Fatal police interactions spark ‘Know Your Rights’ panel in Compton

LA protests Ferguson grand jury decision | Charlie Magovern (Neon Tommy)

In response to recent alleged incidents of police brutality, panelists talked about how citizens should interact with the police.   | Charlie Magovern (Neon Tommy)

Educating residents on how to interact with law enforcement was at the top of the agenda for the “Know Your Rights” panel recently held in Compton. The event, held in the wake of the deaths of African Americans Sandra Bland and Sam DuBose, which involved police interactions that began as traffic stops that escalated in both cases. Panelists, pointing to these national headlines, stressed the importance of the black community knowing their civil rights in such situations.

A trio of African-American attorneys, Angela M. Powell, Jamon Hicks and Rodney Diggs, led the discussion on Aug. 1. They focused on highlighting the civil rights people have if they find themselves pulled over by the police.

Moderator and attorney Antonio Kizzie began the discussion by listing a variety of “medicinal” treatments for the “systematic and complicated” issue of police misconduct and violence.

“My people perish for a lack of knowledge,” Kizzie said, reciting a Bible verse to about a dozen seminar attendees gathered at the Compton Community Center. “It is better to be smart and alive than right and dead.”

Panelists focused on how to communicate with officers who may be disrespectful, abusive of civil rights, or use excessive force. Attorneys acknowledged the complication within the laws, but urged attendees to learn the basics.

When it comes to interactions with the police, the attorneys said being able to tell your side of the story is paramount.

“If you put yourself in a position where you aren’t alive, we don’t even have your word anymore,” Hicks said.

Walter Scott, an African American who was shot in the back eight times by a white police officer in South Carolina back in April, was brought up as an example. Powell acknowledged that it is impossible to predict the character of an officer or what pressures he’s experiencing at the time.

“Walter Scott ran out of his car because of child support,” Kizzie said. “I can guarantee he never thought the officer would just shoot him in the back.”Cooperation and non-resistance, panelists agreed, are key. Even when at times it seems an officer’s commands are unlawful, they added.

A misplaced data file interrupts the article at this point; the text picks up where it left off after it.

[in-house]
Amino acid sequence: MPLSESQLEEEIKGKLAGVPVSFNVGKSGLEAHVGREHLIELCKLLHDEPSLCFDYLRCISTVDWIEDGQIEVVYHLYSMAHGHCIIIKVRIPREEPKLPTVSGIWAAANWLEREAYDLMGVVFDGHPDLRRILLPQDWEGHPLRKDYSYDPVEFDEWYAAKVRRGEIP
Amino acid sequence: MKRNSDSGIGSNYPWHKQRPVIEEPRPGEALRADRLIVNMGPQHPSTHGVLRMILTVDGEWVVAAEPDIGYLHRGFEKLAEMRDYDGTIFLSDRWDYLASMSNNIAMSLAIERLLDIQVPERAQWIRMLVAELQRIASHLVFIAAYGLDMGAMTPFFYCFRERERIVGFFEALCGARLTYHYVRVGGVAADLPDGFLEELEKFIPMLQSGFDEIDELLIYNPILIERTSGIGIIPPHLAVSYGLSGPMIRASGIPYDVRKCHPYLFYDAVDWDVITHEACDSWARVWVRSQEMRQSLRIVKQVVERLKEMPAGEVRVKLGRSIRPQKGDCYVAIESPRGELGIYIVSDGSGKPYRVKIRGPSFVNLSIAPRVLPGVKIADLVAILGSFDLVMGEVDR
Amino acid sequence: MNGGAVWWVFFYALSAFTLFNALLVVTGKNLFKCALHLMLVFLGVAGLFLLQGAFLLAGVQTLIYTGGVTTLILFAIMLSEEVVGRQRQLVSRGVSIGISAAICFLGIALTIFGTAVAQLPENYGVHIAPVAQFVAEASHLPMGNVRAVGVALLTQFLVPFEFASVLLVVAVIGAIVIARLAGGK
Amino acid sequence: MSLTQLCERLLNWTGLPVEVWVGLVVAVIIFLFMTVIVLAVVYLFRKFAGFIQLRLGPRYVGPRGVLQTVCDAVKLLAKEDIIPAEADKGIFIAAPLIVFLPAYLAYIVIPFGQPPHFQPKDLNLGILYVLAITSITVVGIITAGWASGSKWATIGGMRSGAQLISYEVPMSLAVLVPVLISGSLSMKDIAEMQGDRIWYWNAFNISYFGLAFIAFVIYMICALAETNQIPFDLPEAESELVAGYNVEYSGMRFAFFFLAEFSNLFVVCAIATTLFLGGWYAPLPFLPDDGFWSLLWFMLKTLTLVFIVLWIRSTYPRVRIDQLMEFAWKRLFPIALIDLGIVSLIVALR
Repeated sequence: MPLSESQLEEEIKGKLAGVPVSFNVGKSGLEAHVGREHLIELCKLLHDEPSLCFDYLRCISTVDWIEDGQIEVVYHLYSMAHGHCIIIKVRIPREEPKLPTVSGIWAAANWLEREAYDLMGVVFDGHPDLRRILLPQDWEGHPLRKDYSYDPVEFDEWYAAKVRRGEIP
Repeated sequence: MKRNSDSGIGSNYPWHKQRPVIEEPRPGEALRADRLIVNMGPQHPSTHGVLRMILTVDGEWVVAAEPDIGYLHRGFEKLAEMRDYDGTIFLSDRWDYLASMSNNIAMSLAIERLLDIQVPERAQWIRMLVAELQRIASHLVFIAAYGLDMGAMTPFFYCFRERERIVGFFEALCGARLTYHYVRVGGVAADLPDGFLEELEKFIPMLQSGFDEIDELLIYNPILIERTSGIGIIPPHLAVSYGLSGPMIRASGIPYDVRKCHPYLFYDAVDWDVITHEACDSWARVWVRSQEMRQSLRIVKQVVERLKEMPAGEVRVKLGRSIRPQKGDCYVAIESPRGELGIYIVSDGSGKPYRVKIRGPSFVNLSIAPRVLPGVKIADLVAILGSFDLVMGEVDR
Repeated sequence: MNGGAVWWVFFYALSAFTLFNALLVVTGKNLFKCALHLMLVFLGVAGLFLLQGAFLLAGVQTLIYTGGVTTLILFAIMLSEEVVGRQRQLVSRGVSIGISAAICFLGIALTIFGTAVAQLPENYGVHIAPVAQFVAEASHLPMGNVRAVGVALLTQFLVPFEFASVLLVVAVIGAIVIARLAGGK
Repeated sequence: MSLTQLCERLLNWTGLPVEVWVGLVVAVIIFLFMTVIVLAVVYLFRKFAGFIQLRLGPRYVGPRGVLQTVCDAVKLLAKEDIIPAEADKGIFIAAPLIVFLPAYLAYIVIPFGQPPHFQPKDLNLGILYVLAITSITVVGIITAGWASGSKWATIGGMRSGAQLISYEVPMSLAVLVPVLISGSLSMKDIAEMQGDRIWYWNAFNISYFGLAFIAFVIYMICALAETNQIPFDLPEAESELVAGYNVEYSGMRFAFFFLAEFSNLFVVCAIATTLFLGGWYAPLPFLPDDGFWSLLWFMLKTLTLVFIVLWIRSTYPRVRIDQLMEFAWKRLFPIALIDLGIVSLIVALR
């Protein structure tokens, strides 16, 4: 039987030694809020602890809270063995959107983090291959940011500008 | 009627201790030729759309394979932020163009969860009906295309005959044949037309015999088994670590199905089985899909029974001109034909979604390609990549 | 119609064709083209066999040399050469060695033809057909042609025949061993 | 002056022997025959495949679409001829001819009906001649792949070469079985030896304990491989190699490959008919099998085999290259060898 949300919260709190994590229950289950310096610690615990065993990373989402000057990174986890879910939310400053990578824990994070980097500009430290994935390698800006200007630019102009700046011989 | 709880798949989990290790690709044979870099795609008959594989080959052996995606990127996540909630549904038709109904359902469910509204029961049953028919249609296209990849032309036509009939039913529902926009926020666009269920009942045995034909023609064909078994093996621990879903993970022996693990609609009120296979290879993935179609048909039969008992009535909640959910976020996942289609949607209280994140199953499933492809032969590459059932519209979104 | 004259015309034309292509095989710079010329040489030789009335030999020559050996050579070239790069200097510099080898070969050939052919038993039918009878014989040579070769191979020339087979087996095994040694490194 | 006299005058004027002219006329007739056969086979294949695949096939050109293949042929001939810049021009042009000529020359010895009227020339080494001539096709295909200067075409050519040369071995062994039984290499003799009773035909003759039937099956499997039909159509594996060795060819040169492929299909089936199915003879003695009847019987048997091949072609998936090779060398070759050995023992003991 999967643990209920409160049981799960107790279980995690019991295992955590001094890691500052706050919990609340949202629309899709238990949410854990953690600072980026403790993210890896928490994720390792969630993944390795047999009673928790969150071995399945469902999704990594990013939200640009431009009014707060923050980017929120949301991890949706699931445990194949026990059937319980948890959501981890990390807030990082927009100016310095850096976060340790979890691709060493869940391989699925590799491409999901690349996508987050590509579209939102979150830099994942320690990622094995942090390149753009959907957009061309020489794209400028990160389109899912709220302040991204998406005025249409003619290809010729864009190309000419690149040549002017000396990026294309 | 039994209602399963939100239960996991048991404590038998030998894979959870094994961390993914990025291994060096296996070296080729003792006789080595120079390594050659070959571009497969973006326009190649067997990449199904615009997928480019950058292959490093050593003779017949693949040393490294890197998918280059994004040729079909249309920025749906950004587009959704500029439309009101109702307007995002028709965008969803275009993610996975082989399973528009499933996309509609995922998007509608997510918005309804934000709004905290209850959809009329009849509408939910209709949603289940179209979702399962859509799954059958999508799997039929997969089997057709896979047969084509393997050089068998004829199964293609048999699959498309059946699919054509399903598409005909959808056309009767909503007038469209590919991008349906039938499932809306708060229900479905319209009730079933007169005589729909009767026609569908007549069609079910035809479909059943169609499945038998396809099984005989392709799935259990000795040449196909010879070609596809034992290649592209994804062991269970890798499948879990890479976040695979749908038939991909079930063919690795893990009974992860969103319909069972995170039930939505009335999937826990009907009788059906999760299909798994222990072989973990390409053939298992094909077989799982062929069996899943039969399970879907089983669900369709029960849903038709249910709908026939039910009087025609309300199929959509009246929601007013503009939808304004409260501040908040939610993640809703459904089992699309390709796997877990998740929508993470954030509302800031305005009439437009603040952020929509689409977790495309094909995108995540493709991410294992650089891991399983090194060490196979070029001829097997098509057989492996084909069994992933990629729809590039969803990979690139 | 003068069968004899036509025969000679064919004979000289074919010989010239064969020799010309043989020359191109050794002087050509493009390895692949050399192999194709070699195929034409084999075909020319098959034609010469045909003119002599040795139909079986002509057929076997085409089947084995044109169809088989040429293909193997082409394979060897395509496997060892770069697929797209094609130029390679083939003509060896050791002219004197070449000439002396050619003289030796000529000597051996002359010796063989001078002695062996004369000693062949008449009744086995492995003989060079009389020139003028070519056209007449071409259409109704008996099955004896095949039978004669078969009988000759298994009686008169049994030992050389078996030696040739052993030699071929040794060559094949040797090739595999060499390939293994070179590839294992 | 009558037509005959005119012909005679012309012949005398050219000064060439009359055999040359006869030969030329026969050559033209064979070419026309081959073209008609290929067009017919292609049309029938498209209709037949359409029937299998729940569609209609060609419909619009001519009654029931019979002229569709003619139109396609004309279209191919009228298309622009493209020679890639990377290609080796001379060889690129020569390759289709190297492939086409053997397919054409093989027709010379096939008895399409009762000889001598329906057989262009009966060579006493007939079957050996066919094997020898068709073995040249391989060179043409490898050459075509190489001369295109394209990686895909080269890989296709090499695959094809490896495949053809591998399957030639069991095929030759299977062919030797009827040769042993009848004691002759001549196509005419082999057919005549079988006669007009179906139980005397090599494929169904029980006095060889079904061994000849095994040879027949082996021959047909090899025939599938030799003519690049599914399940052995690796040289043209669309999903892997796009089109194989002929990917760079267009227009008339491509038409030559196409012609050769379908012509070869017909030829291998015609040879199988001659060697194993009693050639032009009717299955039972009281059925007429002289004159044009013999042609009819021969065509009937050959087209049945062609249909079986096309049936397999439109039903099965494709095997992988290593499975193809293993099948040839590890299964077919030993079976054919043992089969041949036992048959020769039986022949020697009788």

Remaining silent might be the best option, panelists said, when officers ask questions that go beyond requesting a driver’s license or registration — even in the face of serving jail time.

The national conversation on safety during interaction with the police intensified a year ago after the shooting death of Michael Brown. Brown was an 18-year-old African American male who was shot by a white officer in Ferguson, Missouri last August after an interaction on a sidewalk. The teenager’s death led to many protests in urban centers. Kizzie said it also directed conversations on monitoring the police more, particularly increasing the use of body cameras.

Yet panelists said the body cameras work both ways.

“If you have a body cam and you’re yelling and swearing, doing all sorts of crazy things, you lose all sympathy in court,” Hicks said.

During the heavy talk, the moderator acknowledged that sometimes it feels “like nothing is happening. Like rights are violated repeatedly.”

Attendees left with pamphlets listing the names and contact information for lawyers skilled in working on police misconduct cases. Event organizers hoped the information began a shift from reactive treatments to preventative solutions.

Community solutions included talking to legislators, taking part in jury duty and passing on the knowledge from the seminar. Diggs, a panelist, encouraged residents to contact their local legislators to start changing policies and laws. He even conceded that if individuals felt contacting legislators was too passive, they should “consider peaceful protest. The operative word being peaceful.”

Changing interaction with the police can be fostered in the next generation. The black community, Powell said, must look at the children, their own or those in their neighborhoods.

“It’s that 16 year-old whose been taught he doesn’t have to respect [police]and he doesn’t,” Powell said. “Encourage them to respect the officers. They don’t want to run. They don’t want to shoot. They just want to go home.”

A second seminar is scheduled to take place in Inglewood in the fall. That conversation is set to provide more in-depth information on civil rights during parole violation and home searches. Panelists agreed that the community has to turn out for these events and want to educate themselves to start making progress on these issues.

“The only reason people get jerked around is because of the attitude ‘that ain’t gonna do nothing.’ Shut that down,” Kizzie said. “You have the duty to do what you can in your community.”

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